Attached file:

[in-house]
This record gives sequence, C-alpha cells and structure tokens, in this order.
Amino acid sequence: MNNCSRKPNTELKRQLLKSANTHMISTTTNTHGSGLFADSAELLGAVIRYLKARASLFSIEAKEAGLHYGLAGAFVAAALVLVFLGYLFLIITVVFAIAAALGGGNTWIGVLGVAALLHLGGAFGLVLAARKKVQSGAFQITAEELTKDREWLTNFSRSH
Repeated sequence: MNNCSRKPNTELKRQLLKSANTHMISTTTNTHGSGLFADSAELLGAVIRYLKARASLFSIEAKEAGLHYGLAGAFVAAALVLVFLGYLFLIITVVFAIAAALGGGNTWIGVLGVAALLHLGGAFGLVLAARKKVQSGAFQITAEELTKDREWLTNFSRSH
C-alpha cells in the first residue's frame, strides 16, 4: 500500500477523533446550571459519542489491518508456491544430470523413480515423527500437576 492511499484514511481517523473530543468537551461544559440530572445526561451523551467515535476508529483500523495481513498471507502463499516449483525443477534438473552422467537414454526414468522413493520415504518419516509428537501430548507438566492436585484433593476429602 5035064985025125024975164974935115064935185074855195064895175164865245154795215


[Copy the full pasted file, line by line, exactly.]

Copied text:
[in-house]
This record gives sequence, C-alpha cells and structure tokens, in this order.
Amino acid sequence: MNNCSRKPNTELKRQLLKSANTHMISTTTNTHGSGLFADSAELLGAVIRYLKARASLFSIEAKEAGLHYGLAGAFVAAALVLVFLGYLFLIITVVFAIAAALGGGNTWIGVLGVAALLHLGGAFGLVLAARKKVQSGAFQITAEELTKDREWLTNFSRSH
Repeated sequence: MNNCSRKPNTELKRQLLKSANTHMISTTTNTHGSGLFADSAELLGAVIRYLKARASLFSIEAKEAGLHYGLAGAFVAAALVLVFLGYLFLIITVVFAIAAALGGGNTWIGVLGVAALLHLGGAFGLVLAARKKVQSGAFQITAEELTKDREWLTNFSRSH
C-alpha cells in the first residue's frame, strides 16, 4: 500500500477523533446550571459519542489491518508456491544430470523413480515423527500437576 492511499484514511481517523473530543468537551461544559440530572445526561451523551467515535476508529483500523495481513498471507502463499516449483525443477534438473552422467537414454526414468522413493520415504518419516509428537501430548507438566492436585484433593476429602 5035064985025125024975164974935115064935185074855195064895175164865245154795215